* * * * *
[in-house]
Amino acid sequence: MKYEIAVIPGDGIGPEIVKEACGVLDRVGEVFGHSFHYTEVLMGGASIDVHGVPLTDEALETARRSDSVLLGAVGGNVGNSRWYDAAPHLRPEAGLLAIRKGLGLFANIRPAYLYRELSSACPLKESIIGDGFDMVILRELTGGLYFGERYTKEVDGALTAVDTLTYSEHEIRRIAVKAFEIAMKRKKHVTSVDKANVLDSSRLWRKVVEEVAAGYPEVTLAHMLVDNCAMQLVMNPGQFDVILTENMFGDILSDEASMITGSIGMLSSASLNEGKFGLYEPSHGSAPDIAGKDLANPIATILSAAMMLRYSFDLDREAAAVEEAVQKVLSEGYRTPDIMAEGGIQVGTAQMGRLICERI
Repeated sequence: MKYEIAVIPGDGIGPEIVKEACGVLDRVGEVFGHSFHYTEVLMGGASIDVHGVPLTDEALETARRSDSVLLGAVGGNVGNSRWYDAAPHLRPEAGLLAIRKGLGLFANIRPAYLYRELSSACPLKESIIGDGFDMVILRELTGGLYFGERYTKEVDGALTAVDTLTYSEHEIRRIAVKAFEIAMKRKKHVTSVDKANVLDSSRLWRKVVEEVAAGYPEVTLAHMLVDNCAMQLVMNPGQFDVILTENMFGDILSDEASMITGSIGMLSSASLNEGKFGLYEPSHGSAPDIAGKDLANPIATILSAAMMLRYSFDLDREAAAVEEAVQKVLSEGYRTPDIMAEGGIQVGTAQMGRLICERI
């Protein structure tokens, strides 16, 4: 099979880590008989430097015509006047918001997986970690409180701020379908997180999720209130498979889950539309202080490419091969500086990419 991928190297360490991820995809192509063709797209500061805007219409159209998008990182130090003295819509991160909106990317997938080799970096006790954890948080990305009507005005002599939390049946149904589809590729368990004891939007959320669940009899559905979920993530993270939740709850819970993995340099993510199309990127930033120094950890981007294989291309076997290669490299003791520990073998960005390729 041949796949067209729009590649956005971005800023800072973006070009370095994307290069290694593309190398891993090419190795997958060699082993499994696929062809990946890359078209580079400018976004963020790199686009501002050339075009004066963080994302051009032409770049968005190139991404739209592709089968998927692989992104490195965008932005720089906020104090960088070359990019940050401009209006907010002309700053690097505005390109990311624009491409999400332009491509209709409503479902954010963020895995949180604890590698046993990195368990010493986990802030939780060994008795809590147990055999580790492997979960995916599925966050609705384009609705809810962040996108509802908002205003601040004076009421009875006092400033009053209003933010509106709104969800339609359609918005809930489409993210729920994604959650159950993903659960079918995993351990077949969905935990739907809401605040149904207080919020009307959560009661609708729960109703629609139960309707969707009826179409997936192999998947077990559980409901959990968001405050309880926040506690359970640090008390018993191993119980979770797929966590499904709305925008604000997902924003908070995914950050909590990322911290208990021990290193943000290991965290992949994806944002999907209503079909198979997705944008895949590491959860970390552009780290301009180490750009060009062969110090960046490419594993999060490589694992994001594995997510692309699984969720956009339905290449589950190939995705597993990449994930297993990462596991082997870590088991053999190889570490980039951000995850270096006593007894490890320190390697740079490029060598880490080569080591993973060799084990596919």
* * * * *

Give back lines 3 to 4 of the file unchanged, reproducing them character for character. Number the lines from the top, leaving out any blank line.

Repeated sequence: MKYEIAVIPGDGIGPEIVKEACGVLDRVGEVFGHSFHYTEVLMGGASIDVHGVPLTDEALETARRSDSVLLGAVGGNVGNSRWYDAAPHLRPEAGLLAIRKGLGLFANIRPAYLYRELSSACPLKESIIGDGFDMVILRELTGGLYFGERYTKEVDGALTAVDTLTYSEHEIRRIAVKAFEIAMKRKKHVTSVDKANVLDSSRLWRKVVEEVAAGYPEVTLAHMLVDNCAMQLVMNPGQFDVILTENMFGDILSDEASMITGSIGMLSSASLNEGKFGLYEPSHGSAPDIAGKDLANPIATILSAAMMLRYSFDLDREAAAVEEAVQKVLSEGYRTPDIMAEGGIQVGTAQMGRLICERI
């Protein structure tokens, strides 16, 4: 099979880590008989430097015509006047918001997986970690409180701020379908997180999720209130498979889950539309202080490419091969500086990419 991928190297360490991820995809192509063709797209500061805007219409159209998008990182130090003295819509991160909106990317997938080799970096006790954890948080990305009507005005002599939390049946149904589809590729368990004891939007959320669940009899559905979920993530993270939740709850819970993995340099993510199309990127930033120094950890981007294989291309076997290669490299003791520990073998960005390729 041949796949067209729009590649956005971005800023800072973006070009370095994307290069290694593309190398891993090419190795997958060699082993499994696929062809990946890359078209580079400018976004963020790199686009501002050339075009004066963080994302051009032409770049968005190139991404739209592709089968998927692989992104490195965008932005720089906020104090960088070359990019940050401009209006907010002309700053690097505005390109990311624009491409999400332009491509209709409503479902954010963020895995949180604890590698046993990195368990010493986990802030939780060994008795809590147990055999580790492997979960995916599925966050609705384009609705809810962040996108509802908002205003601040004076009421009875006092400033009053209003933010509106709104969800339609359609918005809930489409993210729920994604959650159950993903659960079918995993351990077949969905935990739907809401605040149904207080919020009307959560009661609708729960109703629609139960309707969707009826179409997936192999998947077990559980409901959990968001405050309880926040506690359970640090008390018993191993119980979770797929966590499904709305925008604000997902924003908070995914950050909590990322911290208990021990290193943000290991965290992949994806944002999907209503079909198979997705944008895949590491959860970390552009780290301009180490750009060009062969110090960046490419594993999060490589694992994001594995997510692309699984969720956009339905290449589950190939995705597993990449994930297993990462596991082997870590088991053999190889570490980039951000995850270096006593007894490890320190390697740079490029060598880490080569080591993973060799084990596919």